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Piketty on Immigration

Why aren’t poor Americans more up-in-arms over rising levels of income inequality?

French economist Thomas Piketty (Credit: Wikimedia/CC BY-SA 4.0)


  • Why aren't poor Americans more up-in-arms over rising levels of income inequality?

No one seriously doubts that income and wealth inequality in the United States have risen dramatically over the past three decades. But one question is why rising inequality isn’t more of an issue among the egalitarian-minded Americans in the bottom parts of that distribution.

The reason why, writes French economist Thomas Piketty in his book Capital in the Twenty-First Century, is related to another big issue dominating U.S. politics:

Immigration is the mortar that holds the United States together, the stabilizing force that makes increasingly large inequalities of labor income politically and socially bearable…. For a fair proportion of Americans in the in the bottom 50 percent of income, these inequalities are of secondary importance for the very simple reason that they were born in a less wealthy country and see themselves as being on an upward trajectory.

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Responses to “Piketty on Immigration”

Archived Comments.

  1. On December 2, 2014 at 6:36 am Bob Smith responded with... #

    It’s not just immigrants. Much of American society has been sold on the idea that “anyone can make it” in America, that there is always the chance that you can get rich if you work hard enough. According to this narrative, everyone who doesn’t make has no one but themselves to blame.

  2. On December 2, 2014 at 7:56 am Anne McMenamin responded with... #

    And it’s not just the USA. Australia is in the same situation, which, in some ways, is even more disturbing and puzzling. For a start, Australia has always been a more egalitarian society than the US, with excellent public education, national health service, good social welfare, etc. Secondly, we’ve never had quite the hype about Anyone being able to make it. But, after 30 years of neo-liberalism, we have gone sadly backwards in all these areas, reaching the real bottom of the barrel with our current government – with a Prime Minister who thinks climate change is “crap”. But there is no mass movement for change. There is a lot of mumbling, but overall people (even former activists) seem quiescent – apathetic, alienated, hopeless, whatever.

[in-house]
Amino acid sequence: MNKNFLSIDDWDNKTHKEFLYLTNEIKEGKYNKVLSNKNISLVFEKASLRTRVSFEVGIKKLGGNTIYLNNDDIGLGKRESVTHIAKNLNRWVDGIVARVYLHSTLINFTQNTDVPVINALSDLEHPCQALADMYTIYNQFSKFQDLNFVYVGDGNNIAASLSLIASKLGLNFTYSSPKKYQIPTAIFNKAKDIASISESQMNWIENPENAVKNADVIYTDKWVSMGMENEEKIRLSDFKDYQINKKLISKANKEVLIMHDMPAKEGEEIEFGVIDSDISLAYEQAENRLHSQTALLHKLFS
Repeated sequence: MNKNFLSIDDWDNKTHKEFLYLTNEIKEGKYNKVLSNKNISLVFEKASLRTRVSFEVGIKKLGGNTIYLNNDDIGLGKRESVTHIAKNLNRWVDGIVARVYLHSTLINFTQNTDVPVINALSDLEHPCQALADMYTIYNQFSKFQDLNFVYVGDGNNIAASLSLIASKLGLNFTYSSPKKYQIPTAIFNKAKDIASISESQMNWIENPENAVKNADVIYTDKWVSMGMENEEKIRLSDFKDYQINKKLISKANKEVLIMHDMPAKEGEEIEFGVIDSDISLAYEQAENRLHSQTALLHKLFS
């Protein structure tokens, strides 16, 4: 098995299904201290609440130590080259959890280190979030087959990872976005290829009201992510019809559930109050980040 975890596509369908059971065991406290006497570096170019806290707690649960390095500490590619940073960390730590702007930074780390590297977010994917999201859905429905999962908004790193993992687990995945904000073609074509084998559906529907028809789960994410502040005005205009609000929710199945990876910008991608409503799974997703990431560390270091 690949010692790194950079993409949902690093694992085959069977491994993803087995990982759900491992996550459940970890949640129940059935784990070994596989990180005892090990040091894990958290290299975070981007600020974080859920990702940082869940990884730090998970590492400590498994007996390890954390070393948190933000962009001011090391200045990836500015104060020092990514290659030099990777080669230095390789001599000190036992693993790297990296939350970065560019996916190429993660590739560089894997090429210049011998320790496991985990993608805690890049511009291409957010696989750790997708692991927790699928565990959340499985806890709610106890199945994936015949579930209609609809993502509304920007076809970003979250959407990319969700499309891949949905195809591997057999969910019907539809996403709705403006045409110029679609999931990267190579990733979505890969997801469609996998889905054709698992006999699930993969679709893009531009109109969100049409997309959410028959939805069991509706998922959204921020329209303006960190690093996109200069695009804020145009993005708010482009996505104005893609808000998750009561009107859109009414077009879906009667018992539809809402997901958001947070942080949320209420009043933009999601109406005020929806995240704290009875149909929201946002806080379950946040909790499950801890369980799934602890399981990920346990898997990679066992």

3. On December 28, 2014 at 6:26 pm masher responded with... #

    There is plenty of research that shows that multiculturalism creates dysfunctional societies with declining social cohesion. A divided society lacks the ability to organize and it lacks the social cohesion to work towards common goals. In essence, there isn’t a society.

    This is why multiculturalism is so very important to the political elite. The height of the US middle class was in the 1970’s. The middle class was a potent force in US politics and this scared the elite to the core. There were several reactions: trade liberalization and immigration liberalization. Since the 1970’s we have moved towards free trade and liberal immigration and we have seen poverty rise and the middle class steadily decline.